Hello and welcome to a strange new world. You have traveled far through the desert, only to be met time and again by one empty oasis after another. You are lost and alone, wandering, wondering if someone, anyone, knows how you feel. And just when you think you can't go on, and no one could possibly understand your struggle, a hand reaches out to you, lifts you to your feet, and carries you to the promised land. He feeds you knowledge, shelters you from the self-righteous (and the ridiculous), and provides you with the tools you need to survive in this brave new world. You are a stranger in a strange land, but you are not alone. Let him be your guide. Follow closely as you travel together on this adventure of a lifetime. For now, you are a foreigner to "Fatherhood" but soon YOU will be the master of this realm.

"No Man is Expendable!"

This is Fodder 4 Fathers...

Fodder Up!: Part VII - First Aid Part II - Broken Skin, Bandaids, and Brushing Up on Your Bedside Manner

Website Link for Image Origin

It's no secret why most babies cry for their mommies when they hurt themselves. It's because their fathers are big, fat (not literally), fumbling oafs (or so their wives say) when it comes to the careful execution of first aid. Truth is most New Dads have the bedside manner of a proctologist- they want to get in and out of there as fast as possible so they can go back to whatever they were doing before the "accident" in question occurred. They think handling a boo boo is merely treating the physical symptoms (covering up the cut or the scrape or the sliver) not realizing that the more important thing to do is to address the psychological distress that accompanies such an event. Well, we don't tolerate your turn and cough approach around here. It's time to Fodder Up! Today's lesson - First Aid Part II - or what we like to call, "Boo Boo 101."


Here's the deal, we know you're not an insensitive bastard who merely wants to cover up your kids minor scrapes, cut and abrasions and send them on their merry way, but if you're like most guys, you're not the most skilled practitioner of the fine art of first-aid. It's a finesse thing that most guys don't have without some concerted effort. The problem is your kid doesn't have time to wait while you fumble around trying to find the Polysporin or the hydrogen peroxide, and the louder they scream, the more fearful you'll get, and they can smell it. So, let's try to avoid this, shall we.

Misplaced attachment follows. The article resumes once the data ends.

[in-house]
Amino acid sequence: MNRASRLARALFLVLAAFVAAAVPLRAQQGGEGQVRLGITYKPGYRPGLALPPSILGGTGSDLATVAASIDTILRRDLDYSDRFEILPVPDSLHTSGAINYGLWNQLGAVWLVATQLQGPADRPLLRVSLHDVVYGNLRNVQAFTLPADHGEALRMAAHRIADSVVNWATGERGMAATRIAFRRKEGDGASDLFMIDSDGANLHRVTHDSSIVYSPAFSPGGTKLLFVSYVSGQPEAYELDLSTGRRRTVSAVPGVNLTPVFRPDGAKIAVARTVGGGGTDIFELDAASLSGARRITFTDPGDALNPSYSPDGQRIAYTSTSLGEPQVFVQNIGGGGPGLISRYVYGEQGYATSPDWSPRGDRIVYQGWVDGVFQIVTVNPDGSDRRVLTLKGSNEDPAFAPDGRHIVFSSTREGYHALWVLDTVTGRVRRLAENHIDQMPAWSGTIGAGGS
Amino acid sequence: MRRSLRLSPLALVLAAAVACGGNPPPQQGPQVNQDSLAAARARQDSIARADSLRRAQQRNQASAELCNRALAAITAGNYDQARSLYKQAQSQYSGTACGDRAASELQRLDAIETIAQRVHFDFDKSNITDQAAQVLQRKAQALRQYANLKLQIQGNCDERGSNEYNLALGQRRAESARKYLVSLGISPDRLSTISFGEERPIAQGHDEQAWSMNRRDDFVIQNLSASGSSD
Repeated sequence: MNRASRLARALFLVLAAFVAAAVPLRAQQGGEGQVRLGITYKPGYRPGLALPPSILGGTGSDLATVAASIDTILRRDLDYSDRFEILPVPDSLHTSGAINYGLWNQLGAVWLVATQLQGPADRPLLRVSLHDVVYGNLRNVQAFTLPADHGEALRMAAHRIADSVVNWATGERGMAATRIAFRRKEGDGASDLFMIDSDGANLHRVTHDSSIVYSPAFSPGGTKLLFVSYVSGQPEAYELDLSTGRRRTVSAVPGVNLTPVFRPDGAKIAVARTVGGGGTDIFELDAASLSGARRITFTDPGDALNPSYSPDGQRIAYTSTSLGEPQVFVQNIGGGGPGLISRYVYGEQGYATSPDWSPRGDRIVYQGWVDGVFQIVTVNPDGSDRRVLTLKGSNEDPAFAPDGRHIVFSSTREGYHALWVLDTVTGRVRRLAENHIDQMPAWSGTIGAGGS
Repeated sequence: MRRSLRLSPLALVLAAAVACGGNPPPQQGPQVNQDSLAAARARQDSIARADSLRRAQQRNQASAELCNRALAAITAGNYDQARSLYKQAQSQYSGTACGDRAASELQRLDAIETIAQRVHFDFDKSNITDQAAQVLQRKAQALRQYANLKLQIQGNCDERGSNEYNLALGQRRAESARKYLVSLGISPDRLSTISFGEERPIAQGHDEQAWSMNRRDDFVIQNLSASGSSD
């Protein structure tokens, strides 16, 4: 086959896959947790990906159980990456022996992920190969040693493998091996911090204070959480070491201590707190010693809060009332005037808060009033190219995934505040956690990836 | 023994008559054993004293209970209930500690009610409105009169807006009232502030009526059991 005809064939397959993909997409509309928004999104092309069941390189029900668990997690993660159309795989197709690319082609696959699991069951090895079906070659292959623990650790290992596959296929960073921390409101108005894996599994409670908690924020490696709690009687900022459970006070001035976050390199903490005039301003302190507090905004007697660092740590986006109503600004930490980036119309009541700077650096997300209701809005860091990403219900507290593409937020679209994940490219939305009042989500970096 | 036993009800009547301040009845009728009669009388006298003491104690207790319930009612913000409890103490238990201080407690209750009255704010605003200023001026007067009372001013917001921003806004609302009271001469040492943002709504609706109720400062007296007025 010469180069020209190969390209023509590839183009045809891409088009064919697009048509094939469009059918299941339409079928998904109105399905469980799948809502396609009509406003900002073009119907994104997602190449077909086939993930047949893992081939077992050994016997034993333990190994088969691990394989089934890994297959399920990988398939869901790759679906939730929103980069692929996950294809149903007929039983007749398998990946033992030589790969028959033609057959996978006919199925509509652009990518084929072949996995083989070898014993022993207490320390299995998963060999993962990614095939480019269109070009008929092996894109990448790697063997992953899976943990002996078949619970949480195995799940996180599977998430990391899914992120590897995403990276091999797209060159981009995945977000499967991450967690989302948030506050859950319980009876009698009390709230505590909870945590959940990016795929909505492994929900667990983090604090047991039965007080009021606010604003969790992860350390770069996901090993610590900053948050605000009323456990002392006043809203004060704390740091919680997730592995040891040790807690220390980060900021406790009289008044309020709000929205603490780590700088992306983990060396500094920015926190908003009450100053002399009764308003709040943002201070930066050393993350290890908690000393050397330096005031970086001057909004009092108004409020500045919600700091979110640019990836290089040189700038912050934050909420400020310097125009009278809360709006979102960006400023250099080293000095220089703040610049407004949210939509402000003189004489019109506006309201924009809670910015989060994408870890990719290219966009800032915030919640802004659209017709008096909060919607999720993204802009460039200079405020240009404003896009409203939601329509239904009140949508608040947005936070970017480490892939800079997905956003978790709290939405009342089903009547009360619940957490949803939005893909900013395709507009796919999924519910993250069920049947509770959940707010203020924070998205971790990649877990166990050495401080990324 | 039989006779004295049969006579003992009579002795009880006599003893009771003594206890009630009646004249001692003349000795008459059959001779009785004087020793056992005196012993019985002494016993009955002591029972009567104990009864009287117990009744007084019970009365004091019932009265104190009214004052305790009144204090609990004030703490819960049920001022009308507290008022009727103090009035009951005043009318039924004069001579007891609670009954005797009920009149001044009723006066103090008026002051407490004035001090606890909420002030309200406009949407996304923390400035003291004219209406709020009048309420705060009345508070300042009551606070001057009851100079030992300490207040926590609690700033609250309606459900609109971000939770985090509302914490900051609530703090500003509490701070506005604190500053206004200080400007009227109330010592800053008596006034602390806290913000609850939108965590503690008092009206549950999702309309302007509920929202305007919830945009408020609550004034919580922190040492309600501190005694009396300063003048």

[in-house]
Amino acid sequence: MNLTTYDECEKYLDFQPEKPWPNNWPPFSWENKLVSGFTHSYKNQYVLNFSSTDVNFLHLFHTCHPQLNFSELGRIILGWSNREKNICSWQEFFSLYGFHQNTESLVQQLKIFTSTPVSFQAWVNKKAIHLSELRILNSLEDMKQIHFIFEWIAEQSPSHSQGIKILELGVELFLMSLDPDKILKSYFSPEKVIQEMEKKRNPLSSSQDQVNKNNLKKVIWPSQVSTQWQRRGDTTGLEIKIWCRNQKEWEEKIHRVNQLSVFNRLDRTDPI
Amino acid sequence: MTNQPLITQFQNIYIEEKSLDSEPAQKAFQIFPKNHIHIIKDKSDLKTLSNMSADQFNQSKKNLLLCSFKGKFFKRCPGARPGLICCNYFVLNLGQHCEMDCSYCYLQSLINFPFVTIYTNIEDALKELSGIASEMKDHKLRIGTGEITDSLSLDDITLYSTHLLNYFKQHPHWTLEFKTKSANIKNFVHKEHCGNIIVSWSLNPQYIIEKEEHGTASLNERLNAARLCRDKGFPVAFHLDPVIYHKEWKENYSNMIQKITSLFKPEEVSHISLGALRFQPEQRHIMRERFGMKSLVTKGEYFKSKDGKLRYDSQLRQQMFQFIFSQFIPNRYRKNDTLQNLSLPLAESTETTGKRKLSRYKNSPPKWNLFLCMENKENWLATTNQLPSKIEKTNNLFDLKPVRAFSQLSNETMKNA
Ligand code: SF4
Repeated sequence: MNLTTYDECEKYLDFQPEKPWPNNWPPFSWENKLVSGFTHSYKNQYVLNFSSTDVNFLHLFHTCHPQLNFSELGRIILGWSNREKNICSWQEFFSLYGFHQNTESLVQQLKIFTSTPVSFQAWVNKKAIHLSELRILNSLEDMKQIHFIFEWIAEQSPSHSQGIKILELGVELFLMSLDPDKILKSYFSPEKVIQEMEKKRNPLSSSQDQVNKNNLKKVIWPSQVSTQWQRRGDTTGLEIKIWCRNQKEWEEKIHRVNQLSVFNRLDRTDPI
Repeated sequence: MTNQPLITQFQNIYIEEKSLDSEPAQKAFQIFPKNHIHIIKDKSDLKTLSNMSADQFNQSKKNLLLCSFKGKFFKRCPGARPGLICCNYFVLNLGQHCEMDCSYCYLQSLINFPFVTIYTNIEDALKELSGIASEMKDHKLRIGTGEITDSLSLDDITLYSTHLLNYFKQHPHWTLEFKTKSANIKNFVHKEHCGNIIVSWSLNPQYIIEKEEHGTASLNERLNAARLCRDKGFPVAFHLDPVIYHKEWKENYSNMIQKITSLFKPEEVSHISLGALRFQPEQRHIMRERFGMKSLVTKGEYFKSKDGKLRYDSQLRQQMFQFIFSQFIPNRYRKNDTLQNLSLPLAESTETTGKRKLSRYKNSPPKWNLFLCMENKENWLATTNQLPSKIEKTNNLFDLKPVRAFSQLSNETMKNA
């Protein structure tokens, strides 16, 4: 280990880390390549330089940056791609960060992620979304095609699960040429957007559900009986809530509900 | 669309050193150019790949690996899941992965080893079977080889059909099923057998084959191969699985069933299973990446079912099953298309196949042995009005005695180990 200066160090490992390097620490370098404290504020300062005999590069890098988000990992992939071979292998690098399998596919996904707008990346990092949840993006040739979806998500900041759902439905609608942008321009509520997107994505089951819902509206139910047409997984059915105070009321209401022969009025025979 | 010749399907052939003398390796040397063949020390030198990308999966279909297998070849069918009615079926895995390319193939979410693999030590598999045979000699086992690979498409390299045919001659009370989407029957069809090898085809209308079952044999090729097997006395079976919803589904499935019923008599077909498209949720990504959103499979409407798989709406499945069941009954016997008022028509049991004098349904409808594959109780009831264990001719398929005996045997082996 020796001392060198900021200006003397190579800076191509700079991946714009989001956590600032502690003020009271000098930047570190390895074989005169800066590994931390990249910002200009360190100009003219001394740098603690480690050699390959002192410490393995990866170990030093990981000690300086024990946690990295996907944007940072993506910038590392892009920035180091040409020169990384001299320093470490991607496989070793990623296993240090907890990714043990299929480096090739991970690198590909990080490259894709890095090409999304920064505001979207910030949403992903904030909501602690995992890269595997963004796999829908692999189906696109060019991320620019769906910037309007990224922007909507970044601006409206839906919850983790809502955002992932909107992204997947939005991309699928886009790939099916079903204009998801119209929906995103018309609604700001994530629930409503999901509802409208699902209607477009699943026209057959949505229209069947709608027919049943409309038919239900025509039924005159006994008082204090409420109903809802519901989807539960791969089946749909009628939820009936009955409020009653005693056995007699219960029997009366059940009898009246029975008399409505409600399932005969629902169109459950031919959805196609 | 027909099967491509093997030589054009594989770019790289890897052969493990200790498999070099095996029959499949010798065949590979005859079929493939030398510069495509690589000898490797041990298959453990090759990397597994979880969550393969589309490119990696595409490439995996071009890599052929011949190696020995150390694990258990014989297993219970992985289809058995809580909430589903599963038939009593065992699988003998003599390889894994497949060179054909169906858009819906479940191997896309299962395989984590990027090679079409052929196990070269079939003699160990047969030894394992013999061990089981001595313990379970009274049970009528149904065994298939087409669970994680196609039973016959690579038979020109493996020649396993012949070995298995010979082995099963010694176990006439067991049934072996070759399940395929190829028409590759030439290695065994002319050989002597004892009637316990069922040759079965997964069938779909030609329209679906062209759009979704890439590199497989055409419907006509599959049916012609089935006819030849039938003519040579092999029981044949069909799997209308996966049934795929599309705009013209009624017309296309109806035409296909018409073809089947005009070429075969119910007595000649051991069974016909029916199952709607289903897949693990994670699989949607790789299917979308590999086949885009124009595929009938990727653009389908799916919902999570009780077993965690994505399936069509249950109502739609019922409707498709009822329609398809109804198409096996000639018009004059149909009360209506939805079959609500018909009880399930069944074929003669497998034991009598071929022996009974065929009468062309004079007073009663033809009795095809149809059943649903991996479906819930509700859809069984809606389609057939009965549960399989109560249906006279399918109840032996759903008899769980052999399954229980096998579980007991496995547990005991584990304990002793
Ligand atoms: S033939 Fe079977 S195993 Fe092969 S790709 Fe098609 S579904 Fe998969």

The first thing you're gonna need is a first-aid kit. You want one that covers a wide range of scenarios, so now's not the time to be cheap. Get a good one, and keep it well stocked, and close at hand. Here's what it should have:
Second, you need to know the basics:
Cuts and Scrapes:
Electric Shock:
Bee String:
Dog Bites:
Black Eye: 

For more first aid basics, may we suggest:
Thirdly, you'll need a little sensitivity training. But, not surprisingly, it was a bit hard to find a website to teach you this (to first-time dads) on the Internet, so here goes. Repeat after me:

  1. Be Sincere: "Oh, (insert your nickname for child)! I am so sorry. Let me see that..."
  2. Be Confident: "Please don't cry. I will fix that right up for you. That's what Daddy's are for."
  3. Be Brave: "Wow. That's some (cut, burn, black eye). But nothing we can't handle together."
  4. Phrase in the form of a question:"Can we (suggest next step - i.e. running a finger under water) to (clean, wash, fix up) the boo boo?
  5. Tell the Truth: "This may sting... can we be brave together? 1-2-3...." 
  6. Be Supportive: "See, we have (Dora/ Spiderman/ Spongebob) Band-aids... Daddy's gonna wear one, and your (favorite toy) will wear one too."
  7. Be a Hero: "See that wasn't so bad? Who is the best Daddy in the world? Now, let me kiss it all better for you...."
And that's how it's done. If you can get through that and actually mean it, and not sound like a robot, I've done my job. If you're the kind of guy who can't handle a little blood, won't take the time to learn a little first aid, or thinks this is strictly a job for the mother of your child, please do the rest of us a favor and turn in your fatherhood decoder ring... it's not like it's going to help you get a clue.

Disclaimer: Again, I would like to point out that I am not a practicing medical professional, nor do I play one on TV. The information provided in this article is not the advice of a medical professional and should an emergency arise you are strongly advised to call a doctor (preferably yours). Fodder 4 Fathers will not be liable for any misinformation provided by third party links, and has merely provided a research service to its readers and will not be held responsible for how they choose to interpret and/or use said information.

No comments:

Post a Comment